Get PJ Media on your Apple

PJM Lifestyle

Détroit Électrique Not ‘Magnifique’

The electric car market, which is already saturated with expensive creations only a very small percentage of the population can purchase, has now become SUPER-saturated.

by
Becky Graebner

Bio

May 16, 2013 - 9:00 am
<- Prev  Page 2 of 2   View as Single Page

Base price for the Tesla Model S with the lowest kWh battery option (40 kWh) is $52,400. Want a better battery, get ready to pay a higher price. The Model S 85kWh battery option starts at $87,400. The base Fisker Karma Hybrid starts at $102,000…with the top model starting at $115,000.  With Fisker failing to woo buyers with a low $100k price tag, I am very intrigued to see how many SP.01s are sold.  The SP.01′s price tag starts at $135,000…

Mr. Lam says that he has “learned from others’ mistakes” and is determined to be a success. I’m not convinced.  Americans need reliable cars to fit growing families and their trusty canines, tow campers, and haul bikes… not two-seater sports cars that cost almost as much as a college education.

Only time will tell if it is “lights out” for Detroit Electric — again.

<- Prev  Page 2 of 2   View as Single Page
Becky Graebner moved to the east coast from Wisconsin in 2011. She is still a rabid Badger and Packer fan, although she does support the Caps in hockey. She enjoys Formula 1 and Indycar. She likes the eastern seaboard but does miss track days with friends and family at Elkhart Lake and the Milwaukee Mile. Her favorite drivers are Kenny Brack and Robby Gordon.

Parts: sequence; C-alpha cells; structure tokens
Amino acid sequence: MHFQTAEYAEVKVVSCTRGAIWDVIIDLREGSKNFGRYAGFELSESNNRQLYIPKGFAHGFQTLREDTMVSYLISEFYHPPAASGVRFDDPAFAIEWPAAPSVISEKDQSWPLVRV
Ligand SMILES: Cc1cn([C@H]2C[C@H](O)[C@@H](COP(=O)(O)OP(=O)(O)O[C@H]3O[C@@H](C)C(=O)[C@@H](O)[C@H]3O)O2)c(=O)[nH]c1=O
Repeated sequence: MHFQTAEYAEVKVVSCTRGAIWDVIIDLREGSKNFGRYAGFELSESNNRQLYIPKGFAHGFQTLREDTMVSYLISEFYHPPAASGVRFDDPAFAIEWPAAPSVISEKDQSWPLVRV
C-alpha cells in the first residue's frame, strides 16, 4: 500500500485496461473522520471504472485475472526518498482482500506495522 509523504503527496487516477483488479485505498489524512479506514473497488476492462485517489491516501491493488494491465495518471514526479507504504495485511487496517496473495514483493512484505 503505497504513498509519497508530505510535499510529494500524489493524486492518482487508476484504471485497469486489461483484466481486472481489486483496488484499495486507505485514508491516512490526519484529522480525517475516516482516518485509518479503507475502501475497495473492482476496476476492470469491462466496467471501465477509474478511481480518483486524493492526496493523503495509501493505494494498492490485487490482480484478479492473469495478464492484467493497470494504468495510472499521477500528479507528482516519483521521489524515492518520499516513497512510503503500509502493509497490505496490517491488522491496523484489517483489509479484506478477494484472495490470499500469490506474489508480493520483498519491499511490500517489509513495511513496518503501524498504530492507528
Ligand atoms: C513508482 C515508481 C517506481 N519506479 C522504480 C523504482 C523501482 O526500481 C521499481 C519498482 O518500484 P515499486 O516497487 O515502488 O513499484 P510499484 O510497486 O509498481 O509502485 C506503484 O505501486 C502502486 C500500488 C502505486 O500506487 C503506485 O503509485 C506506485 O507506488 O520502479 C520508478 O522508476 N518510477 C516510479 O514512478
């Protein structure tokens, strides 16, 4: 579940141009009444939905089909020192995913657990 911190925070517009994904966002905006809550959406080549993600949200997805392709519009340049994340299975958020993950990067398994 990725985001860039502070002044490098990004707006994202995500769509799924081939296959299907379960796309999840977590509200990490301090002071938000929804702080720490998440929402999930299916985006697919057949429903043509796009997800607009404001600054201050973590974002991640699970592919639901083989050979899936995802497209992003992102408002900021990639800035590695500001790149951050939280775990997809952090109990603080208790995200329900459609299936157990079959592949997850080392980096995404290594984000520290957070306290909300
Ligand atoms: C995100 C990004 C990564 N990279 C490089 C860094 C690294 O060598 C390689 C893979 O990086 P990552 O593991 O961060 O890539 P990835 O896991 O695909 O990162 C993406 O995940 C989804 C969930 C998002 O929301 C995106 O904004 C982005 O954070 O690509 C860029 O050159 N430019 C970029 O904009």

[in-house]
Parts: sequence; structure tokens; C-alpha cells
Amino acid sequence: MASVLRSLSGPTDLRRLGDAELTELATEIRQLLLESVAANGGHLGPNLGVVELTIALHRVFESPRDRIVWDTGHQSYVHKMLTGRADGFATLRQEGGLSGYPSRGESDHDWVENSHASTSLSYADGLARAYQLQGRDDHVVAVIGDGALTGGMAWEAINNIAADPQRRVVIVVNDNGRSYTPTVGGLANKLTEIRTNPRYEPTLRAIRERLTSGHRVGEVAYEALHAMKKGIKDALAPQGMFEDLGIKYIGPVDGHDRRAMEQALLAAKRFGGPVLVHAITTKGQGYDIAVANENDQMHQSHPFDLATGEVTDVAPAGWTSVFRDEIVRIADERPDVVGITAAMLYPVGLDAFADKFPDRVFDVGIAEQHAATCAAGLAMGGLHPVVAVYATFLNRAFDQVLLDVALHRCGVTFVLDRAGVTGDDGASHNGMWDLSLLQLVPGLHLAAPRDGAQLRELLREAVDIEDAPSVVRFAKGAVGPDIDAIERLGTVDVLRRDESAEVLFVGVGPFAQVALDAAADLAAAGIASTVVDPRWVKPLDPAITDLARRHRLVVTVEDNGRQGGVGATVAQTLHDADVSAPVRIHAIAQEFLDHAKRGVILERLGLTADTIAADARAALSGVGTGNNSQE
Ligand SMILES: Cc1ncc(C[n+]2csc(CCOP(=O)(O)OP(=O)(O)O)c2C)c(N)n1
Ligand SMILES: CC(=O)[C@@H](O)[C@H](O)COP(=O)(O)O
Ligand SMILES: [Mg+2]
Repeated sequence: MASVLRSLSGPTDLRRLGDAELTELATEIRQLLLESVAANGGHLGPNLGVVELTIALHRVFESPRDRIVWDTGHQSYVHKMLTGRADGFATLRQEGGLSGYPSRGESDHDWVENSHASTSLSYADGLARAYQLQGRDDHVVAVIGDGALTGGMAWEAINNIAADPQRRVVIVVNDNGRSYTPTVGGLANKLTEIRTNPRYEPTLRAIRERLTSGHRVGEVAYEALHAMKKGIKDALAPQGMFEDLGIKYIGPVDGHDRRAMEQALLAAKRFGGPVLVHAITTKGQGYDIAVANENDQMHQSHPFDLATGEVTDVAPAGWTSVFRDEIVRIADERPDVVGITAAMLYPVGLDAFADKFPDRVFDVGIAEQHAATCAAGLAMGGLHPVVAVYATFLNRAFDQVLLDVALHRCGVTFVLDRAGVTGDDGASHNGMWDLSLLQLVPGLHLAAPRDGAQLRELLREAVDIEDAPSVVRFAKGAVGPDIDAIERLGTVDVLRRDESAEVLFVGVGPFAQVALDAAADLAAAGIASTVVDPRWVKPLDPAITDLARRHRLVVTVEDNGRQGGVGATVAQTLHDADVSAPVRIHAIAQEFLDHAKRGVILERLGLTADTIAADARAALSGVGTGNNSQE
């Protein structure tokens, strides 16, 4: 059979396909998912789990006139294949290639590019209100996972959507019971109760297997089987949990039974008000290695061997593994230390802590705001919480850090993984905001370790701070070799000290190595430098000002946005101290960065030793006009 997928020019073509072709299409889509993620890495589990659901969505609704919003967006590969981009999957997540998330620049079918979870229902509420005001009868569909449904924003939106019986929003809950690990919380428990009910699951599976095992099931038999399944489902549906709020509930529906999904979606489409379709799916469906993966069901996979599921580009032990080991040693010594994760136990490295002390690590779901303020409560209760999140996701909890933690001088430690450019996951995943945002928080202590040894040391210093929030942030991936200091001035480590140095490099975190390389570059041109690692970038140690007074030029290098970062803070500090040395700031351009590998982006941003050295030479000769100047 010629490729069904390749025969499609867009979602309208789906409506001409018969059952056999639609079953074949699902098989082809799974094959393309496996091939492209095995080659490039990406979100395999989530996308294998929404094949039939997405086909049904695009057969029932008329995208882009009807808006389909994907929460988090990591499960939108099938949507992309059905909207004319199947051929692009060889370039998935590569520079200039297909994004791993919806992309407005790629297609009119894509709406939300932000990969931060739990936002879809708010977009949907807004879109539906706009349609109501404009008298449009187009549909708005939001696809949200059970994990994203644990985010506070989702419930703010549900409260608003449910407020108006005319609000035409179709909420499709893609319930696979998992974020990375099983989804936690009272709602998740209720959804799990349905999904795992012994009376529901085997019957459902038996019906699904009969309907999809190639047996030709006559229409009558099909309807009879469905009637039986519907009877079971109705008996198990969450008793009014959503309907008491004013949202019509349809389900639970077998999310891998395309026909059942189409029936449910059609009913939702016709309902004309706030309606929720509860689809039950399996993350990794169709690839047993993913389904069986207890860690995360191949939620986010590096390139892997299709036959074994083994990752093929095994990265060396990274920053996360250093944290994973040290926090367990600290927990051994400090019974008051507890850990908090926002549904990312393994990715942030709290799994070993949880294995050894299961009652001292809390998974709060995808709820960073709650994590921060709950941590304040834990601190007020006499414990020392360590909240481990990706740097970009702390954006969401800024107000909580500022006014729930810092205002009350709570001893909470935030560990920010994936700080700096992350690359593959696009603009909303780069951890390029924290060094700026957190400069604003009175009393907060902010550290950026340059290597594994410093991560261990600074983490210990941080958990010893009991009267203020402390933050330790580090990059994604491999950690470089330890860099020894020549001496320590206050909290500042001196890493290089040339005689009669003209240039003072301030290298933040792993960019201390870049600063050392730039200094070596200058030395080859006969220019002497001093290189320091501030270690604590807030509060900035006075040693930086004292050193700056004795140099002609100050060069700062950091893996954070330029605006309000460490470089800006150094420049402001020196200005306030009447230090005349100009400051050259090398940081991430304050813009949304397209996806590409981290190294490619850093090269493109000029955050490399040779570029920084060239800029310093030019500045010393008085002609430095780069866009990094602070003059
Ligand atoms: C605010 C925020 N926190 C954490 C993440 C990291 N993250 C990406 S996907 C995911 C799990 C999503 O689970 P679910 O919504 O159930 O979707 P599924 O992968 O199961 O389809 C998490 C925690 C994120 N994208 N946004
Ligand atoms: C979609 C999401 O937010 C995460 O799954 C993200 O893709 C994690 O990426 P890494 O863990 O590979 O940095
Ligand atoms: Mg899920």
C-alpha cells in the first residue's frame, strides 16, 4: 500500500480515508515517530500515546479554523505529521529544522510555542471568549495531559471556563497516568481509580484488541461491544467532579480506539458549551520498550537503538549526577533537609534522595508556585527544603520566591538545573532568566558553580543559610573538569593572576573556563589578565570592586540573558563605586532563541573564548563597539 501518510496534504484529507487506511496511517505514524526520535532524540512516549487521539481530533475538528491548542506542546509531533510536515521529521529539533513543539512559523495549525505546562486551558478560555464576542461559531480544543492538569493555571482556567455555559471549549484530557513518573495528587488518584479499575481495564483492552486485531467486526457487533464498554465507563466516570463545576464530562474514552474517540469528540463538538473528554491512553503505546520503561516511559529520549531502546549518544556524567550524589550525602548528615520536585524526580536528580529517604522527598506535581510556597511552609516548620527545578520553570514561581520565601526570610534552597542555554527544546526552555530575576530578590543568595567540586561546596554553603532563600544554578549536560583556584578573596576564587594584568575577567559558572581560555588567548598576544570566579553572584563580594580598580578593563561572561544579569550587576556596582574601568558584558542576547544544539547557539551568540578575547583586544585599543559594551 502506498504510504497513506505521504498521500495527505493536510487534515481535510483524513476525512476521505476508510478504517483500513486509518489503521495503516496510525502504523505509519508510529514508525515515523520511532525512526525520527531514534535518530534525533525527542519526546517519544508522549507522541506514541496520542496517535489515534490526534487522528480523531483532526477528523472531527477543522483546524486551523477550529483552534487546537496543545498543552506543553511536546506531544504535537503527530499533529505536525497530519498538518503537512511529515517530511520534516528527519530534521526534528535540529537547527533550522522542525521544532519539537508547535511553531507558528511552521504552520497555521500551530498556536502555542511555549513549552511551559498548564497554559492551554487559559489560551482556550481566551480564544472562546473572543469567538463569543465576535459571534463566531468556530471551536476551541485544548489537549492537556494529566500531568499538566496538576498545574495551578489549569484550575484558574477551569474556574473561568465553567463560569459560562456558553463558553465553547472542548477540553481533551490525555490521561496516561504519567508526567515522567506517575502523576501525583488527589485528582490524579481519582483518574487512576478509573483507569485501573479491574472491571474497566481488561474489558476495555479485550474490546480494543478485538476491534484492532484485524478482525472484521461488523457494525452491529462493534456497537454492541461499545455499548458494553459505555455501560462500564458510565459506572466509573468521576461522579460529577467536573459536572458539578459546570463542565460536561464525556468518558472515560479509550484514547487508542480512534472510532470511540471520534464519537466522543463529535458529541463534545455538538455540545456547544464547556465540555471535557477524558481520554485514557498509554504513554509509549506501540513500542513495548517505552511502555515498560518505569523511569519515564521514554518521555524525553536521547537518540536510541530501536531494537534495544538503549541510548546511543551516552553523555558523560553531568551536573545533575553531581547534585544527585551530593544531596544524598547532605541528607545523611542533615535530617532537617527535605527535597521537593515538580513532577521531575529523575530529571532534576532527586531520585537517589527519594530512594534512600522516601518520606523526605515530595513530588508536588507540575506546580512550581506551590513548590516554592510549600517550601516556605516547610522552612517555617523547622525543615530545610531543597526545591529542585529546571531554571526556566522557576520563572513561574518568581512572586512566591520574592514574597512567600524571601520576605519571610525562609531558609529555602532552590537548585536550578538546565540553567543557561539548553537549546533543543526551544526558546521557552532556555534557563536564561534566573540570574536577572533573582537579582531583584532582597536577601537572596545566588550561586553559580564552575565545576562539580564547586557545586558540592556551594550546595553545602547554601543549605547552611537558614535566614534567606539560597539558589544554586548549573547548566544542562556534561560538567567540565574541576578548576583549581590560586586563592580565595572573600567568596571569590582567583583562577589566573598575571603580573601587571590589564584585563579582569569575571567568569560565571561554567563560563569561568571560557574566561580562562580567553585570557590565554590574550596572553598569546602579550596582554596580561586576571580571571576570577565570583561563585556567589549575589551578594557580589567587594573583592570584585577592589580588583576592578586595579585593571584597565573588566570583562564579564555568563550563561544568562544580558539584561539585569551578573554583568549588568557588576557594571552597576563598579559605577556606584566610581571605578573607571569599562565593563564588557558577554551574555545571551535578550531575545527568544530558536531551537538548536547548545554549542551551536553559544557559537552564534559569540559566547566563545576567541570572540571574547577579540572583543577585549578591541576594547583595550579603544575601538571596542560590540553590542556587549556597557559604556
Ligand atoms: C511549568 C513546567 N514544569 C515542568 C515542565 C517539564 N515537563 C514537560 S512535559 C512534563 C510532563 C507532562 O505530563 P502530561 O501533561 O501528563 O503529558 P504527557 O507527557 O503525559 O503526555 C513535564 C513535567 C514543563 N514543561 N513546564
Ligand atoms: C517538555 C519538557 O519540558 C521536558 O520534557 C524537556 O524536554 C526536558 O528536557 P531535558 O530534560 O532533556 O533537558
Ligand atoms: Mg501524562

Comments are closed.

All Comments   (6)
All Comments   (6)
Sort: Newest Oldest Top Rated
I doubt their production numbers are huge, and I think there is a market for these cars among the true green believers. If they have a 100 grand to plop down on a car odds are they already have a high end gas guzzler in their garage so why not a Tesla status symbol?
1 year ago
1 year ago Link To Comment
Just as in any specialty car market, one day, really soon there will be few, if any buyers for this stuff.
There are only so many who 'see the need' and want to bring the range restrictions, recharging time spans and cold weather range reductions onto themselves. These cars are in effect 'toys', and really big ones, at that.
Test this claim and take each and every State and Federal tax credit off the table and tell all who'll listen that they're never, ever coming back.
Then watch, as Holding Lots get full to the brim with these Hummers...........and then some more, besides.
1 year ago
1 year ago Link To Comment
I'm am confoozded Becky: In your previous article about Tesla you were effusive in your praise of Tesla, and now you are critical (and rightly so) of the hyper-expensive electric car market in general, including Tesla. I am scratching my head . . . . . ???
1 year ago
1 year ago Link To Comment
I have been following your comments--i hope i can clear up some of the confusion. I am a critic of EVs-and green cars in general-but i also try to be optimistic...maybe SOME DAY these cars will actually be something real people can drive/want to drive. Right now, i don't think they are "drive-able" --but I do think the Tesla looks cool and normal (hence page two of that piece underlining their "normal" design).
Compared to the other start-up EVs, Tesla is, surprisingly, "doing well" (turning some profit, is catching a lot of attention, and seems to be the the "EV it girl" of the moment)--and i give them some points for that...hence the praise.

It wasn't all enthusiasm though: "The Tesla Model S is still very expensive and does require some more infrastructure planning in order to make it a serious “every-day American driver--"

Thanks for always reading, I was Don Rodrigo!



1 year ago
1 year ago Link To Comment
Thanks for the reply and clarification Becky. And you can call me "Don." :-)
1 year ago
1 year ago Link To Comment
no problem! :)
1 year ago
1 year ago Link To Comment
View All